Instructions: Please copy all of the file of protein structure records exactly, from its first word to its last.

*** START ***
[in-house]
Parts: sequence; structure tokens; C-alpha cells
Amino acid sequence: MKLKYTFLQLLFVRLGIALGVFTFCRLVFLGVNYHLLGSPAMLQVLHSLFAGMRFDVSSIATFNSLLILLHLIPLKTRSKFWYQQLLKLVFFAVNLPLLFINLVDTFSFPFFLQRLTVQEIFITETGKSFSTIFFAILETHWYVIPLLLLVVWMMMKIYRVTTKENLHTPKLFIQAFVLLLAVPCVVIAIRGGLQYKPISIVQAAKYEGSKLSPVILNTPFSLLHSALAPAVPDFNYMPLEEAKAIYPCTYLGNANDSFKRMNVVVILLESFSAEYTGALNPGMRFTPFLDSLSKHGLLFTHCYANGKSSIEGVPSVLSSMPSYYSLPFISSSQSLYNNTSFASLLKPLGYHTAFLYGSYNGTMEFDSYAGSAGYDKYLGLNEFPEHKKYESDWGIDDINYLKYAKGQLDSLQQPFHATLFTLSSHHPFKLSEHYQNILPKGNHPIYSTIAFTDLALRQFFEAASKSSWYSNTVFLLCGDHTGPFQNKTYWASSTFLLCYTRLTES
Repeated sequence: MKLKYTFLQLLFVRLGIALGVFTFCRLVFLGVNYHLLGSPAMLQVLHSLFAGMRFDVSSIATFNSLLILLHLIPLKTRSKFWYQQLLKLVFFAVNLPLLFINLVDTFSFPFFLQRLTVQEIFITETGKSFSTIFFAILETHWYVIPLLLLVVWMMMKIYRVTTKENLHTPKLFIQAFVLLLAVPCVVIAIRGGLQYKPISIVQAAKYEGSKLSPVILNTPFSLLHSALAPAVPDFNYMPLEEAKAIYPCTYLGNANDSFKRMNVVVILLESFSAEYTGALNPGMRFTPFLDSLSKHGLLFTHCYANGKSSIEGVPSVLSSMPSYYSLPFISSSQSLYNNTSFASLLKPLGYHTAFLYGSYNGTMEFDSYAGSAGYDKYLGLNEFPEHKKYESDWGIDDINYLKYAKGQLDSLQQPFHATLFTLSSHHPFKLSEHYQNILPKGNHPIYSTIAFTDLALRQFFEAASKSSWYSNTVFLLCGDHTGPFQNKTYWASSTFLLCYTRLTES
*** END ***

[in-house]
Parts: sequence; structure tokens; C-alpha cells
Amino acid sequence: MKLKYTFLQLLFVRLGIALGVFTFCRLVFLGVNYHLLGSPAMLQVLHSLFAGMRFDVSSIATFNSLLILLHLIPLKTRSKFWYQQLLKLVFFAVNLPLLFINLVDTFSFPFFLQRLTVQEIFITETGKSFSTIFFAILETHWYVIPLLLLVVWMMMKIYRVTTKENLHTPKLFIQAFVLLLAVPCVVIAIRGGLQYKPISIVQAAKYEGSKLSPVILNTPFSLLHSALAPAVPDFNYMPLEEAKAIYPCTYLGNANDSFKRMNVVVILLESFSAEYTGALNPGMRFTPFLDSLSKHGLLFTHCYANGKSSIEGVPSVLSSMPSYYSLPFISSSQSLYNNTSFASLLKPLGYHTAFLYGSYNGTMEFDSYAGSAGYDKYLGLNEFPEHKKYESDWGIDDINYLKYAKGQLDSLQQPFHATLFTLSSHHPFKLSEHYQNILPKGNHPIYSTIAFTDLALRQFFEAASKSSWYSNTVFLLCGDHTGPFQNKTYWASSTFLLCYTRLTES
Repeated sequence: MKLKYTFLQLLFVRLGIALGVFTFCRLVFLGVNYHLLGSPAMLQVLHSLFAGMRFDVSSIATFNSLLILLHLIPLKTRSKFWYQQLLKLVFFAVNLPLLFINLVDTFSFPFFLQRLTVQEIFITETGKSFSTIFFAILETHWYVIPLLLLVVWMMMKIYRVTTKENLHTPKLFIQAFVLLLAVPCVVIAIRGGLQYKPISIVQAAKYEGSKLSPVILNTPFSLLHSALAPAVPDFNYMPLEEAKAIYPCTYLGNANDSFKRMNVVVILLESFSAEYTGALNPGMRFTPFLDSLSKHGLLFTHCYANGKSSIEGVPSVLSSMPSYYSLPFISSSQSLYNNTSFASLLKPLGYHTAFLYGSYNGTMEFDSYAGSAGYDKYLGLNEFPEHKKYESDWGIDDINYLKYAKGQLDSLQQPFHATLFTLSSHHPFKLSEHYQNILPKGNHPIYSTIAFTDLALRQFFEAASKSSWYSNTVFLLCGDHTGPFQNKTYWASSTFLLCYTRLTES